When it rains, don’t blame the clouds.


When it rains, you get wet.  It doesn’t matter if you get mad at the clouds, you still get wet. And if you curse the sky, you still get wet. So, why the anger and cursing? Do you really think the clouds see you’re outside and choose to rain on you? Do you think the sky is out to get you?

When someone aims snarl words at you, you get angry because you take it personally.  But, their harsh words are about them, not you.  And they’re not aiming at you; you just happen to be near them when the words jump out of their mouth.  Like the clouds don’t choose to rain on you; you just happen to be under them when their water comes out.

It’s much easier to accept that the clouds are not out to get you because the clouds are not people. It takes a lot of personal work to let someone’s snarl words pass through you. But if a screen door can do it, so can you.

The screen door lets the breeze pass through.  It doesn’t flap or flutter, it just lets the hot air pass.  It’s there when it’s time to block the bugs but not there when it’s time to let the breeze pass.  The screen door doesn’t take the breeze personally, it lets it pass through.

When someone snarls at you, be a screen door and let those words pass through. Try to remember their words are about them, not you. When the snarl words are swirling, don’t be there emotionally. Don’t own their words; don’t accept their gift. Don’t be there emotionally.

But after the storm of words dissipates, be there for them. Ask them what’s bothering them. Listen. Try to understand. Empathize.  I bet you’ll learn what’s really going on with them.

In the heat of the moment, it’s easy to take things personally.  But if you visualize them as a cloud, maybe you can weather the storm they are trying to create. Or, it may be easier to imagine yourself as a screen door and let their words pass.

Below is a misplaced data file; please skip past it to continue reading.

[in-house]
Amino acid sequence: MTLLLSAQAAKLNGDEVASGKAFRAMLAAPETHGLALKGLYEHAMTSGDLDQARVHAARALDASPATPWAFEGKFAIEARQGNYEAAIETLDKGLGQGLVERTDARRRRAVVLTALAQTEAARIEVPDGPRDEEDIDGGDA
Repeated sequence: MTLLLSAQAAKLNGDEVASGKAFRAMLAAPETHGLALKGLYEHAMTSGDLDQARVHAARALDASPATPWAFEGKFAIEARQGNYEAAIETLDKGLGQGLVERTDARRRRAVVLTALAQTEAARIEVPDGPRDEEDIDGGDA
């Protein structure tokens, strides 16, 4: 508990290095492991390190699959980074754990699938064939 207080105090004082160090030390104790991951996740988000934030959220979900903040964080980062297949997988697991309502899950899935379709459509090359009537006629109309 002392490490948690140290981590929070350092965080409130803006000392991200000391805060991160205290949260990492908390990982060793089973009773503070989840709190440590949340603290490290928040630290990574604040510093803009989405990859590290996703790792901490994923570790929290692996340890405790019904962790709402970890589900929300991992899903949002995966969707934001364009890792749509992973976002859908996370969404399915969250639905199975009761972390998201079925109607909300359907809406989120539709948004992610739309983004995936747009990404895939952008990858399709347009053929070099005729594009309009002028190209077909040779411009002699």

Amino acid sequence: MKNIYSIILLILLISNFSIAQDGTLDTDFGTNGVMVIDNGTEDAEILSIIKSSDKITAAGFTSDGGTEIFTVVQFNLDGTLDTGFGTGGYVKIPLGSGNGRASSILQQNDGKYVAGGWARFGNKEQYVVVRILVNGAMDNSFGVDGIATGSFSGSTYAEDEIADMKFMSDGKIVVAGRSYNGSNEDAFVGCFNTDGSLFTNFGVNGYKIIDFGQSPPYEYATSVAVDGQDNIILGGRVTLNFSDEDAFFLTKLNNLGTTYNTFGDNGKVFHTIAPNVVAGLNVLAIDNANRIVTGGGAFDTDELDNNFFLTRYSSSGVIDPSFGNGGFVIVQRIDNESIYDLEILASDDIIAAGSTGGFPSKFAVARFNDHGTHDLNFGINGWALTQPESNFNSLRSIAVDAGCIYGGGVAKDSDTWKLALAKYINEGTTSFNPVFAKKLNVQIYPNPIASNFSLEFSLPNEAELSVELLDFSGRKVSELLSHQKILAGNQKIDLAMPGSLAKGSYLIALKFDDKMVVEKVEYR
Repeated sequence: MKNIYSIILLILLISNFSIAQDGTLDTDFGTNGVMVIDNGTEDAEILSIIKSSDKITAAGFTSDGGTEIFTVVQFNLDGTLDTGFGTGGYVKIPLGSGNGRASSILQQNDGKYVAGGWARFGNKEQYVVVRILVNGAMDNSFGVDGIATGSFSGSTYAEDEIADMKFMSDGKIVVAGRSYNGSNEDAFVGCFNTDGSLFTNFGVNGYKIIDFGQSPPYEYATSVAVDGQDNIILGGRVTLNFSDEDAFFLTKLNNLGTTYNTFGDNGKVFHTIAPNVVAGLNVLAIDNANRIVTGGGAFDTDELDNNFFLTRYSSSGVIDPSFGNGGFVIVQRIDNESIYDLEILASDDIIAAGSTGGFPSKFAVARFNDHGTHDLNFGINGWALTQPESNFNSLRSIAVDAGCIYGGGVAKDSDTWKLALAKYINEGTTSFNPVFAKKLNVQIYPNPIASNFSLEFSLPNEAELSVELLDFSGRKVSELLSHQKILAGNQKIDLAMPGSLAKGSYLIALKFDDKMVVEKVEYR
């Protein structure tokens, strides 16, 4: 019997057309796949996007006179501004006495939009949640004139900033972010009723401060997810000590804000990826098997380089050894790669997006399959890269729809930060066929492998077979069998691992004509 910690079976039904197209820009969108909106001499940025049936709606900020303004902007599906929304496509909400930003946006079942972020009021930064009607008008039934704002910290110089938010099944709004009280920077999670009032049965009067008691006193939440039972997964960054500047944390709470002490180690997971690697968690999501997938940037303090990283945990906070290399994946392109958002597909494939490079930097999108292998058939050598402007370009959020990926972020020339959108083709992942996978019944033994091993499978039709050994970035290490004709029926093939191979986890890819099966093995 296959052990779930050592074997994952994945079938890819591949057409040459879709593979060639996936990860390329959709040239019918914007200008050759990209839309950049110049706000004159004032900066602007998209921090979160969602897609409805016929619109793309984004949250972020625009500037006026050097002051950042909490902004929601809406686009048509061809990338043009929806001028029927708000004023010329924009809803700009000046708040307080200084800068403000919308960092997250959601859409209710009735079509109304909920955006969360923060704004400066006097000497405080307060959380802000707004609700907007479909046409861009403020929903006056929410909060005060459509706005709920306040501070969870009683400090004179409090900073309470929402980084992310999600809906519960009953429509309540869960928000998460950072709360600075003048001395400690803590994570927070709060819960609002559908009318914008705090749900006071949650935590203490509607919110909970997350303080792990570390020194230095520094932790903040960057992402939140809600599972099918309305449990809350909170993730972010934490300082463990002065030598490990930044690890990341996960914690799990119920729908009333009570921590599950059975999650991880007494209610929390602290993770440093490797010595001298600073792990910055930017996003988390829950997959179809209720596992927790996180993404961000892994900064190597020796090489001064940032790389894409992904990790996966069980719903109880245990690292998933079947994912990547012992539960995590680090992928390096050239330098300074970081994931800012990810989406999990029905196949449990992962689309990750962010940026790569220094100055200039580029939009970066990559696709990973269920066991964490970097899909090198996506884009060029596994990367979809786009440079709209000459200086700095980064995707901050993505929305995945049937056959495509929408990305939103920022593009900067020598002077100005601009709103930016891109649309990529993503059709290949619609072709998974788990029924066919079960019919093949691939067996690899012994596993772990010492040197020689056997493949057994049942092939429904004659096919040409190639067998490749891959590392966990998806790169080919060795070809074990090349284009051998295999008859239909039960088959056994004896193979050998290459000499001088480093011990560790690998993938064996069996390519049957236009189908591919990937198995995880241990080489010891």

Either way, cloud or screen door,  it takes practice. And either way, it can make a big difference in your happiness.

Wanting things to be different


Wanting things to be different is a good start, but it’s not enough. To create conditions for things to move in a new direction, you’ve got to change your behavior. But with systems that involve people, this is not a straightforward process.

To create conditions for the system to change, you must understand the system”s disposition – the lines along which it prefers to change.. And to do that, you’ve got to push on the system and watch its response. With people systems, the response is not knowable before the experiment.

If you expect to be able to predict how the system will respond, working with people systems can be frustrating.  I offer some guidance here. With this work, you are not responsible for the system’s response, you are only responsible for how you respond to the system’s response.

If the system responds in a way you like, turn that experiment into a project to amplify the change.  If the system responds in a way you dislike, unwind the experiment.  Here’s a simple mantra – do more of what works and less of what doesn’t. (Thanks to Dave Snowden for this.)

If you don’t like how things are going, you have only one lever to pull.  You can only change.your response to what you see and experience. You can respond by pushing on the system and responding to what you see or you can respond by changing what you think and feel about the system.

But keep in mind that you are part of the system. And maybe the system is running an experiment on you. Either way, your only choice is to choose how to respond.

Purposeful Procrastination

There’s a useful trick when you want to do new work. It has some of the characteristics of procrastination, but it’s different. With procrastination, the problem solver waits to start the solving until it’s almost impossible to meet the deadline. The the solver uses the unreasonable deadline to create internal pressure so they can let go of all the traditional solving approaches.  With no time for traditional approaches, the solver must let go of what worked and try a new approach.